CHAP. 27. (8.)—BEET: TWENTY-FOUR REMEDIES.
Nor are the two varieties of the beet without their remedial
The root of either white or black beet, if hung by
a string, fresh-gathered, and softened with water, is said to
be efficacious for the stings of serpents. White beet, boiled
and eaten with raw garlic, is taken for tapeworm; the root,
too, of the black kind, similarly boiled in water, removes porrigo; indeed, it is generally stated, that the black beet is the
of the two. The juice of black beet is good
for inveterate head-aches and vertigo, and injected into the
ears, it stops singing in those organs. It is a diuretic, also,
and employed in injections is a cure for dysentery and jaundice.
This juice, used as a liniment, allays tooth-ache, and is good
for the stings of serpents; but due care must be taken that it is
extracted from this root only. A decoction, too, of beet-root
is a remedy for chilblains.
A liniment of white beet-root applied to the forehead,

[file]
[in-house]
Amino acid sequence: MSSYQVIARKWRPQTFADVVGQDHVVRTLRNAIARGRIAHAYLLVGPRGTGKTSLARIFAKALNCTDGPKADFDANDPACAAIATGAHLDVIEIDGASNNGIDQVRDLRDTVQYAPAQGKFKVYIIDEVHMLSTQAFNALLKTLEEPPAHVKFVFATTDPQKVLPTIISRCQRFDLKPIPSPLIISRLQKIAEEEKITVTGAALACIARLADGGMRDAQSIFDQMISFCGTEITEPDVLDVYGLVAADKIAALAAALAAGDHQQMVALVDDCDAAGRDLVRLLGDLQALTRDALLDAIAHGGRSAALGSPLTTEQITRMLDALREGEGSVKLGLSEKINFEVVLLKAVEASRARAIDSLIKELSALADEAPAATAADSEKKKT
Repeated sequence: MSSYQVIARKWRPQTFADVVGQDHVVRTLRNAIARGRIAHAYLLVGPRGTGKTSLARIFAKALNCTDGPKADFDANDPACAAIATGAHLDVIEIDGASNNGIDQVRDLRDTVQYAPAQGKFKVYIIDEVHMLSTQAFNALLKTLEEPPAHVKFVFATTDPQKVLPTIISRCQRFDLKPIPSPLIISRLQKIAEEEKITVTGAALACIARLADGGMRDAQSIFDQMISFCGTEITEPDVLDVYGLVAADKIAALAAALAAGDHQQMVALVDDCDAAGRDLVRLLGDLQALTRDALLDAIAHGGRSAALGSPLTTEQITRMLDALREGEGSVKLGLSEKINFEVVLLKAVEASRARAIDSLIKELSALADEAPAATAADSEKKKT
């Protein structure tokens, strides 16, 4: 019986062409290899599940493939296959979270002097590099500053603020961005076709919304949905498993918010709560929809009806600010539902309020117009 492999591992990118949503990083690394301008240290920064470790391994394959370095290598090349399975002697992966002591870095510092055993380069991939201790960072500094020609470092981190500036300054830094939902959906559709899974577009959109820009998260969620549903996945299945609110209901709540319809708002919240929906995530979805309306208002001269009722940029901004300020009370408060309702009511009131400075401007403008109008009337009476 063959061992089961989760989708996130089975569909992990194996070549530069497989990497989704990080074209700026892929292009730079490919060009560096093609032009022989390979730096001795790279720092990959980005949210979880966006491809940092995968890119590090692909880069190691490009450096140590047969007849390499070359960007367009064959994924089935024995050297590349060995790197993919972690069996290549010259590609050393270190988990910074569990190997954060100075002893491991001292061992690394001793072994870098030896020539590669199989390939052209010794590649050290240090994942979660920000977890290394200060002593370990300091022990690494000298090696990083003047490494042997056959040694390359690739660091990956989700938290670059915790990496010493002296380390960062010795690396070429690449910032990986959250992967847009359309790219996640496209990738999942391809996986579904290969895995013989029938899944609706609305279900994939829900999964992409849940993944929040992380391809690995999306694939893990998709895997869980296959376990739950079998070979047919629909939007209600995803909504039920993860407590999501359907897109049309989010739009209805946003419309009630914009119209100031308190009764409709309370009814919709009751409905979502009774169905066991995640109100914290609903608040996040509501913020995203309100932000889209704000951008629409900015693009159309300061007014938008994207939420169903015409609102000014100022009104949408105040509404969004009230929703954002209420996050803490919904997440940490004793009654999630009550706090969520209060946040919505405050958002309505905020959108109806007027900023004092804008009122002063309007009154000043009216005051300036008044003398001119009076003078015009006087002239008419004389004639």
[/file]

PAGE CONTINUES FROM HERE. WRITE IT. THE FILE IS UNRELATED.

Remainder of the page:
arrests defluxions of the eyes, and mixed with a little alum it
is an excellent remedy for erysipelas. Beaten up, and applied
without oil, it is a cure for excoriations. In the same way,
too, it is good for pimples and eruptions. Boiled, it is applied
topically to spreading ulcers, and in a raw state it is employed
in cases of alopecy, and running ulcers of the head. The
juice, injected with honey into the nostrils, has the effect of
clearing the head. Beet-root is boiled with lentils and vinegar,
for the purpose of relaxing the bowels; if it is boiled, however, some time longer, it will have the effect of arresting
fluxes of the stomach and bowels.